The question of whether renting or buying is the best is almost always in circulation in the real estate industry. While one is affordable in the short term, the other holds more benefits in the long run. In 2020, however, things took a turn, and the answer to the question may be a bit clearer than usual.
Historically low interest rates and an increase in 100% home loan approvals have created an ongoing buyer’s market. Consequently, first time buyers could enter the echelons of homeownership sooner than they could in previous decades. This is supported by ooba’s 2020 statistics, according to which both first time homeowners and buyers, in general, are aged one year younger than in 2019. This trend may prove to have a far-reaching effect on housing inequality, closing the gap between homeowners and tenants.
Calculated on the current prime interest rate of 7%, the table below will offer you an idea of how much a bond repayment will cost you at the start of 2021:
Bond Amount: Monthly Repayment
R750 000: R5 815
R1 000 000: R7 753
R1 250 000: R9 691
R1 500 000: R11 629
R2 000 000: R15 506
R3 000 000: R23 259
R4 000 000: R31 012
Note that the interest rate, which has remained favourable for longer than many expected, can increase again at any time.
While it is true that banks are awarding a higher number of home loans without deposits, these numbers can also help you understand how big a difference a deposit can make. When a 10% deposit is put down on a home loan, a R7 700 repayment will go down by R775. This may seem like a trivial amount when seen in isolation, but adding up the savings over the average 20-year span of a home loan equals roughly R186 000 – not a small sum at all. The benefit of putting down a deposit is clear.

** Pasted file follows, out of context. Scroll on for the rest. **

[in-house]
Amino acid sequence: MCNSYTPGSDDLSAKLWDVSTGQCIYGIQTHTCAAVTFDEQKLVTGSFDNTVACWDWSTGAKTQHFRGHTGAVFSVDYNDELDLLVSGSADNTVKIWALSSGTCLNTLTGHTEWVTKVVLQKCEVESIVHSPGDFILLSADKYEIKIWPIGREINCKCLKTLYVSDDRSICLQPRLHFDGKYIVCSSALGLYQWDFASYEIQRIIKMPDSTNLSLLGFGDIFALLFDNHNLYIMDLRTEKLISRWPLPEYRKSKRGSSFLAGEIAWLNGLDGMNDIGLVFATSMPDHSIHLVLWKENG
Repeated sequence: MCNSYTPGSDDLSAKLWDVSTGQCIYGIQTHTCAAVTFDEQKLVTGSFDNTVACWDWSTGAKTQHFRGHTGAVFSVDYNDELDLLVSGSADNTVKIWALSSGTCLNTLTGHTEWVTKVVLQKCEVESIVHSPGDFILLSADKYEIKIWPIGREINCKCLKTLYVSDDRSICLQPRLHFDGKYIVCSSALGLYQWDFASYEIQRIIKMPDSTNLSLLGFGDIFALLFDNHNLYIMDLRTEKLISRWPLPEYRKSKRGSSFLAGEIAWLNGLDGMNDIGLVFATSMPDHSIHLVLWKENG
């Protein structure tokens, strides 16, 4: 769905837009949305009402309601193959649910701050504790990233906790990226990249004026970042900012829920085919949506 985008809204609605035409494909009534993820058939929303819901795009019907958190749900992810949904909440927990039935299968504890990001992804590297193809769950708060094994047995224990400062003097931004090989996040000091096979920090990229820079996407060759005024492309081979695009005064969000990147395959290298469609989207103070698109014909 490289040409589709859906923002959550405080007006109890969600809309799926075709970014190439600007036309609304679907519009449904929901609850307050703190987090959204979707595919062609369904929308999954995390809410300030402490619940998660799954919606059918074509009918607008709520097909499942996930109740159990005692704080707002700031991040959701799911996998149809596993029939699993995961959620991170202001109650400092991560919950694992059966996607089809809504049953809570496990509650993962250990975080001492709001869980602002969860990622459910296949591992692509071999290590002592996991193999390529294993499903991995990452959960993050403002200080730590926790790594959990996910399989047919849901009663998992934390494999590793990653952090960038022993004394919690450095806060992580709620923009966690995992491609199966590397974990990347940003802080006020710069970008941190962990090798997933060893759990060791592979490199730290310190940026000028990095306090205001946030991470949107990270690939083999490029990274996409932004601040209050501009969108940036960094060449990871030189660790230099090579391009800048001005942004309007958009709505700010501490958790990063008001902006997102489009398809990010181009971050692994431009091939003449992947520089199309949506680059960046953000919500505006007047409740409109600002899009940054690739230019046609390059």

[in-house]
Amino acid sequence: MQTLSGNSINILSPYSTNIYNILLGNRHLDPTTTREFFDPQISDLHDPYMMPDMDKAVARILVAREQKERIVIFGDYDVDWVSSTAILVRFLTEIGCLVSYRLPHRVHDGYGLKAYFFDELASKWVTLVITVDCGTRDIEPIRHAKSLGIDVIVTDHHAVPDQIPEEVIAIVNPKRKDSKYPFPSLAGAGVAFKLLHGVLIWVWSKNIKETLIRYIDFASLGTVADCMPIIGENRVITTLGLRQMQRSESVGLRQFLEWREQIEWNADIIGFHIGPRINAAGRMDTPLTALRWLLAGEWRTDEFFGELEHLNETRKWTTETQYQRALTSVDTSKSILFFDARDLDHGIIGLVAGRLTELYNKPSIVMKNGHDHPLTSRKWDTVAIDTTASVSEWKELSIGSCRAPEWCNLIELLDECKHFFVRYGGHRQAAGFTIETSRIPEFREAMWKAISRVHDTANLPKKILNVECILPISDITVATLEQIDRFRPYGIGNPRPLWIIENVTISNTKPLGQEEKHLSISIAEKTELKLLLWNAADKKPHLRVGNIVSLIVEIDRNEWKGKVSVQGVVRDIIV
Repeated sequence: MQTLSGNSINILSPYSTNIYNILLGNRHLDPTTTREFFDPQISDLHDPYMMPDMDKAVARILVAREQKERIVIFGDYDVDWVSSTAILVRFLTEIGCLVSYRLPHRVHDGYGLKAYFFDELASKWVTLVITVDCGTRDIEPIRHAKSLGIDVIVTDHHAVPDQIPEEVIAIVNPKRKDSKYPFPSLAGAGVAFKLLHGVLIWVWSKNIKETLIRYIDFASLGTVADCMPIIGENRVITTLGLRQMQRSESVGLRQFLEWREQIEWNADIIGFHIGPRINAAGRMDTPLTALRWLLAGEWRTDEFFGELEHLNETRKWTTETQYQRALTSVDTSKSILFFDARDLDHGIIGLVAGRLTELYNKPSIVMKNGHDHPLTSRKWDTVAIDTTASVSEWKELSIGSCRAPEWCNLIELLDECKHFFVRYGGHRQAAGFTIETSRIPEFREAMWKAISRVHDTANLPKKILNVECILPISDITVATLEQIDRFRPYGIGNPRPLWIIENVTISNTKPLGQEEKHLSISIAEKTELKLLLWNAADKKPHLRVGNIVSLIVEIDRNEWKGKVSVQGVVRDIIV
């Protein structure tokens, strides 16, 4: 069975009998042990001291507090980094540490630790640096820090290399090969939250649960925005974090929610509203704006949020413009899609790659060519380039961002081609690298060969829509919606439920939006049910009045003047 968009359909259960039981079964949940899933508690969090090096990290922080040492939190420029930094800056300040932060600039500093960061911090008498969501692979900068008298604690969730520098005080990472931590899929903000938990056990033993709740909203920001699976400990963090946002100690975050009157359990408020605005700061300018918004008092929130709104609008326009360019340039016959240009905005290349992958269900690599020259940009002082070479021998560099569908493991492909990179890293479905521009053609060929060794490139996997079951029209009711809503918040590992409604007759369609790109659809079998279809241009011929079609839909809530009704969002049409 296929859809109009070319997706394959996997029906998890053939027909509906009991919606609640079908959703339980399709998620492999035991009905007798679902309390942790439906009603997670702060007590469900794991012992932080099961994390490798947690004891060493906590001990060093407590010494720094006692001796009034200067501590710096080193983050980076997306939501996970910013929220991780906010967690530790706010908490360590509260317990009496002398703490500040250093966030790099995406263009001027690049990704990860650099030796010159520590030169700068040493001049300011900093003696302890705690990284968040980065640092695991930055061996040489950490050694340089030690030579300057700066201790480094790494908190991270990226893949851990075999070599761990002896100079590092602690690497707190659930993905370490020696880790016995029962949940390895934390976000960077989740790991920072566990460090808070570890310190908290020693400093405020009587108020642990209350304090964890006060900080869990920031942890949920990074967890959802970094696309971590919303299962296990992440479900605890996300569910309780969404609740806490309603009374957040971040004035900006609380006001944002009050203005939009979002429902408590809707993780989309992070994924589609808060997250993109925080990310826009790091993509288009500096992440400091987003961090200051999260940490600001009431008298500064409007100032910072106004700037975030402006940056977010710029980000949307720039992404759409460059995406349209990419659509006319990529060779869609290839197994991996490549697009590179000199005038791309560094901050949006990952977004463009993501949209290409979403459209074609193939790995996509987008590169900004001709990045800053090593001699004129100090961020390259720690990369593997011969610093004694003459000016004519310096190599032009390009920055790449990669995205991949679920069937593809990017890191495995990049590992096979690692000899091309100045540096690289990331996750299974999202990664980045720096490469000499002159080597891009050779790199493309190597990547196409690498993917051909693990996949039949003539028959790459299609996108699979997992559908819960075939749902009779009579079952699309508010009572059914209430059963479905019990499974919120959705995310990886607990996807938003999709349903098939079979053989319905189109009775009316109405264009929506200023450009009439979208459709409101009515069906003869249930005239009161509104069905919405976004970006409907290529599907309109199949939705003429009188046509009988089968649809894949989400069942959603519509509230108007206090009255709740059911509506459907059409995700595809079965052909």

Though property purchases have increased, the buy-to-rent corner of the market is still suffering, due largely to the pandemic’s influence on tenant income security. Subsequently, the rental price growth rate reached an all-time low in 2020. This has obliged many landlords to lower their requested rent, just to get occupants for vacant properties. Conversely, this has had a positive impact on tenants themselves, who were able to afford homes they may not have been able to afford previously.
The same warning regarding the interest rate applies here, however. Tenants should be aware of the fact that the market will recover, and that rental rates could revert to what they were expected to have been.
Renting may be more affordable to some at the moment, but the benefits of purchasing a home have never been this clear (and affordable). If it is within their means, the time for prospective buyers to act is now, as no one knows when the market will regain its momentum and revert to a less favourable buying realm. Until then, get a professional’s guidance when embarking on your real estate journey. And make the most of this unprecedented opportunity!
This article is a general information sheet and should not be used or relied on as legal or other professional advice. No liability can be accepted for any errors or omissions nor for any loss or damage arising from reliance upon any information herein. Always contact your adviser for specific and detailed advice. Errors and omissions excepted (E&OE)